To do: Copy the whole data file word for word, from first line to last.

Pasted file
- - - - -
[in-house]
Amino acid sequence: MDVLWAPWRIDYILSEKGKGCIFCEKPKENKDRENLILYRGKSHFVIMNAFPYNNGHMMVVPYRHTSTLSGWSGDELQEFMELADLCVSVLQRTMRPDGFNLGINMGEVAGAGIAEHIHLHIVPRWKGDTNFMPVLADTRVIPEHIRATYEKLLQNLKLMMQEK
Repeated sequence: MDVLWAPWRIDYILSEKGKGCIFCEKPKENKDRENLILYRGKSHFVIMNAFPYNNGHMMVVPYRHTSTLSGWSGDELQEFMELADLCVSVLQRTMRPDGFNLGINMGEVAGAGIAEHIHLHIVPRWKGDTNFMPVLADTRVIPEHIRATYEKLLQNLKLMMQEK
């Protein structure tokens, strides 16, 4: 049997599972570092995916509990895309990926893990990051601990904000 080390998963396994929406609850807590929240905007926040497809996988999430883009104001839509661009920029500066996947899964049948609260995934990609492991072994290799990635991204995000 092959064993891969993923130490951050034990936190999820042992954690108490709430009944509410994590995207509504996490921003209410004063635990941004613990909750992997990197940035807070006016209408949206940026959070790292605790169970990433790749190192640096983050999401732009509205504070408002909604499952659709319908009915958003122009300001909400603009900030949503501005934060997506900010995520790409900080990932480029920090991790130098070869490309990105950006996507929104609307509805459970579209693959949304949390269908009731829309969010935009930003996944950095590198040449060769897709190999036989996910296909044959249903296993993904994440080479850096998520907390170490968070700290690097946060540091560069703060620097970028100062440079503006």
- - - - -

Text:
[in-house]
Amino acid sequence: MDVLWAPWRIDYILSEKGKGCIFCEKPKENKDRENLILYRGKSHFVIMNAFPYNNGHMMVVPYRHTSTLSGWSGDELQEFMELADLCVSVLQRTMRPDGFNLGINMGEVAGAGIAEHIHLHIVPRWKGDTNFMPVLADTRVIPEHIRATYEKLLQNLKLMMQEK
Repeated sequence: MDVLWAPWRIDYILSEKGKGCIFCEKPKENKDRENLILYRGKSHFVIMNAFPYNNGHMMVVPYRHTSTLSGWSGDELQEFMELADLCVSVLQRTMRPDGFNLGINMGEVAGAGIAEHIHLHIVPRWKGDTNFMPVLADTRVIPEHIRATYEKLLQNLKLMMQEK
């Protein structure tokens, strides 16, 4: 049997599972570092995916509990895309990926893990990051601990904000 080390998963396994929406609850807590929240905007926040497809996988999430883009104001839509661009920029500066996947899964049948609260995934990609492991072994290799990635991204995000 092959064993891969993923130490951050034990936190999820042992954690108490709430009944509410994590995207509504996490921003209410004063635990941004613990909750992997990197940035807070006016209408949206940026959070790292605790169970990433790749190192640096983050999401732009509205504070408002909604499952659709319908009915958003122009300001909400603009900030949503501005934060997506900010995520790409900080990932480029920090991790130098070869490309990105950006996507929104609307509805459970579209693959949304949390269908009731829309969010935009930003996944950095590198040449060769897709190999036989996910296909044959249903296993993904994440080479850096998520907390170490968070700290690097946060540091560069703060620097970028100062440079503006």